Three JAMLAB teams win the SAMIP Innovation Challenge
Nine teams were selected as winners of the South Africa Media Innovation Program’s first Innovation Challenge. Three of them were JAMLAB Fellows.
Three teams from the JAMLAB Accelerator programme were selected as winners of the South Africa Media Innovation Program’s (SAMIP) first Innovation Challenge. The JAMLAB teams were Media Factory, Soul City and Volume News. The other six winners are Children’s Radio Foundation, Mosêlê, Digest, Hashtag Our Stories, The New Era and Pocket Reporter.
Program manager for SAMIP, Bilal Randeree, said that the winners will share a pool of grant money aimed at helping them achieve specific goals that will advance their projects.
“This is just the beginning for SAMIP — we are excited to help these organisations financially, so that they can grow and focus on their products and audiences,” Randeree said.
In addition to the grant funding, the organisations will have access to mentoring and expertise for the next three years, to help them become financially sustainable.
JAMLAB director, Indra de Lanerolle, says that the awards help to demonstrate why the JAMLAB accelerator programme is needed. “We started six months ago with six teams with great talent and great ideas. We gave them mentoring and coaching which enabled them to move from idea to execution. In the process the teams learnt much much more about the problems they were trying to solve and what was going to work and what wasn’t.”
de Lanerolle is also optimistic about the future for innovation in journalism and media in Africa. “We believe JAMLAB is contributing to transforming media in South Africa and delivering innovation that really can change people’s lives. The South African Media Innovation Program is one of the most significant examples of the support that is out there for great ideas well executed. We are delighted they have recognised three of our teams.”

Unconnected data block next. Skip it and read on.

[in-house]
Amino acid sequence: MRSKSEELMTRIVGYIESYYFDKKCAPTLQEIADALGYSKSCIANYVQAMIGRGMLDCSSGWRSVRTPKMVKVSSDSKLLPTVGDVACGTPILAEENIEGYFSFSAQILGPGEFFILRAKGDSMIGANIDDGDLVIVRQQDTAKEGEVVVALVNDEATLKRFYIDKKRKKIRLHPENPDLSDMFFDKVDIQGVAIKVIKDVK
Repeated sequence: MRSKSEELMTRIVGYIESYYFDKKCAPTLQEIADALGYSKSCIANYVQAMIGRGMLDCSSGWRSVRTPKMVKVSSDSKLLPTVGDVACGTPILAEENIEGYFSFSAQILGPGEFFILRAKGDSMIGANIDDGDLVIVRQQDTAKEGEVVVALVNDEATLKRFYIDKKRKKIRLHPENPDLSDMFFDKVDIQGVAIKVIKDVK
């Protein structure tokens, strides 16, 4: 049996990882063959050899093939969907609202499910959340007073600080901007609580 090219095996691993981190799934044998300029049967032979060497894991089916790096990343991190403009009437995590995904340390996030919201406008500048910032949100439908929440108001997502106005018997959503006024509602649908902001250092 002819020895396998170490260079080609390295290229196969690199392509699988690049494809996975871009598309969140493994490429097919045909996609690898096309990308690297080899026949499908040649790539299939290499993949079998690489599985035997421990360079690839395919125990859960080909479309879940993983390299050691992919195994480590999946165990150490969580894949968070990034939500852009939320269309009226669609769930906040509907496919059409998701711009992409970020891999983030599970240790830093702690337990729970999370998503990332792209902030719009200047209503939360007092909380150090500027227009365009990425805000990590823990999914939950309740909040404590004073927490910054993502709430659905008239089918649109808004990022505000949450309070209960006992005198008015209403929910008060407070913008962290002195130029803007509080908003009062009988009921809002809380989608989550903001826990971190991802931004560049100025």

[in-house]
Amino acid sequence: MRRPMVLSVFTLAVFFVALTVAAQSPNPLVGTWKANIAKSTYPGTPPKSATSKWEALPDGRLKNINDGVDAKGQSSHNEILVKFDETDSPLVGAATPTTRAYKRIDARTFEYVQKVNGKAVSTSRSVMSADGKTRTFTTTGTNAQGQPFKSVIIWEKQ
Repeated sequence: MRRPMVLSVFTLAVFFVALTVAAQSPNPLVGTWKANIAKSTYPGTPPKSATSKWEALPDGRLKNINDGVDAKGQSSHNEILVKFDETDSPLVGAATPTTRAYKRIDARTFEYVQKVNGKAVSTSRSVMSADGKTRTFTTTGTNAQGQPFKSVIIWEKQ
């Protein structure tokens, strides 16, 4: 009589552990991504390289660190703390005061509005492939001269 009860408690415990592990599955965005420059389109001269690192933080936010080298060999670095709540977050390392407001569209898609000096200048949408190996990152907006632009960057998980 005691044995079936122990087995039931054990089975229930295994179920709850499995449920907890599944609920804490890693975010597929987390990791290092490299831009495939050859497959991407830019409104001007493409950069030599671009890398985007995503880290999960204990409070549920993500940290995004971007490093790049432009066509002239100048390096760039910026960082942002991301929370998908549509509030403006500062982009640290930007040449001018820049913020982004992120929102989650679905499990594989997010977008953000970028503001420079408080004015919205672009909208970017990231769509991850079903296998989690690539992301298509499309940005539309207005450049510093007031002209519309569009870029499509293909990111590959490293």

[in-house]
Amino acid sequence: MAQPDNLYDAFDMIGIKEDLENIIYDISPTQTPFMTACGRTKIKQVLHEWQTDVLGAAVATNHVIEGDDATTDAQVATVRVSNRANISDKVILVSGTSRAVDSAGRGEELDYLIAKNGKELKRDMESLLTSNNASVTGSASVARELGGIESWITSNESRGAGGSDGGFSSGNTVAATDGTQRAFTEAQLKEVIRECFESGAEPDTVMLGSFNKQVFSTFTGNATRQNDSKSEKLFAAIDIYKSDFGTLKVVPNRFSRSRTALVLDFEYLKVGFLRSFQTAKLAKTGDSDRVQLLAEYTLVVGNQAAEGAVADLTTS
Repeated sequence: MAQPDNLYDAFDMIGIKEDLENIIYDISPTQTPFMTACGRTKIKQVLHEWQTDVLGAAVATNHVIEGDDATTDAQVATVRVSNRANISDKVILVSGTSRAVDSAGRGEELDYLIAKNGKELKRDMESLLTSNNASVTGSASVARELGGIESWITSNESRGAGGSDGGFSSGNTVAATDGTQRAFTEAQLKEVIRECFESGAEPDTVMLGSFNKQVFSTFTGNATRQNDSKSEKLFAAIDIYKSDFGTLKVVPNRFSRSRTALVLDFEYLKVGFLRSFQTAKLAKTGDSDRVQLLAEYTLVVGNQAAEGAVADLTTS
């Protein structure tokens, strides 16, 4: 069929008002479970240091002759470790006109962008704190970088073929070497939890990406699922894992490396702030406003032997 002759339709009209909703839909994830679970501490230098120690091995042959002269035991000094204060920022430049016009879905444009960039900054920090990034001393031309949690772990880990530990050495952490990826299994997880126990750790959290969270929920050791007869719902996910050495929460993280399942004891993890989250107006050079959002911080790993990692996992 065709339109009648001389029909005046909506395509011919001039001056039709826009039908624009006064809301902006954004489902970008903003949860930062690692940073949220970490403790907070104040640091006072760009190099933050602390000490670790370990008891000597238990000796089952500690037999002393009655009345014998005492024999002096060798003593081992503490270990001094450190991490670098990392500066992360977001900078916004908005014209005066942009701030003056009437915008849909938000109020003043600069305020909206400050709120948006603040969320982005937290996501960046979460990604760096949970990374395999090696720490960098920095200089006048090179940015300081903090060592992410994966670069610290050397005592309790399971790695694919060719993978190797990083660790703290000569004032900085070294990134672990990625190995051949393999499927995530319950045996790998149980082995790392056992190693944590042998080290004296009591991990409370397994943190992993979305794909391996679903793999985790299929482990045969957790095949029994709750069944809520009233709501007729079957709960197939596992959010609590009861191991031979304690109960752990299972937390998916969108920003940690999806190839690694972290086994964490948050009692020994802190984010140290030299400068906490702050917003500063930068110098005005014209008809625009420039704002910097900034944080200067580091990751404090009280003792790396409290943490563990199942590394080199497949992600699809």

Media Factory led by Nelisa Ngqulana, aims to link national newsrooms with freelancers in under-covered parts of the country to improve coverage of the country outside the metropoles and to create better income opportunities for journalists in smaller cities, towns and rural areas.
Ngqulana says she can now make Media Factory a reality and afford to bring her ideas to life. “The funding is to build the platform. I have already gotten technology from Code for Africa. I am going to be to customising their citizen reporter platform to suit what I need for Media Factory, to do an outreach campaign, grow our database and build out our team.”
Soul City is one of the country’s best known media brands led by Lebo Ramafoko. Soul City has an ambitious plan to create the country’s first feminist radio station as well as an even more ambitious plan to link this to a Soul City Simcard.
“Winning confirms that there is a need for a platform for women who are tired about the injustices they face daily and to do something about it. I personally feel it is an endorsement of yet another pioneering idea from Soul City and a confirmation that we are still relevant and have a big job to do,” says Ramofoko.
With the funds, The Soul City chief executive says they will run Not Yet Uhuru Radio on a digital platform, aim to refine their concept, attract advertisers and develop the long term financial viability of the radio station.
The third JAMLAB team is Volume News, a start up led by Paul McNally and Roland Perold. It is already delivering local news in local languages to more than 100,000 listeners on community radio stations. Their goal is to grow that to nine million listeners.
“It is a massive honour for us to be awarded this grant from SAMIP. This gives us an opportunity to make an even bigger impact on the independent media landscape in South Africa,” says Perold.
“We will use the funding to roll out our product to more radio stations and increase our audience, and further improve and develop our suite of products.”
More than 200 applications from all corners of the country came in response to SAMIP’s call. There was an equal distribution of nonprofits, startups and private organisations all looking to secure funding, either to get their ideas off the ground or to expand what they had already developed.
The Advisory Committee that helped select the nine winners, includes political commentator Justice Malala, ON investment principal Khuram Hussain, Mail & Guardian journalist Pontsho Pilane, media consultant and lecturer Dinesh Balliah and media entrepreneur Matthew Buckland.
In the upcoming months SAMIP will be accepting applications for general entry into the program. Media owners, practitioners and entrepreneurs are advised to visit the SAMIP website to sign up for more details.
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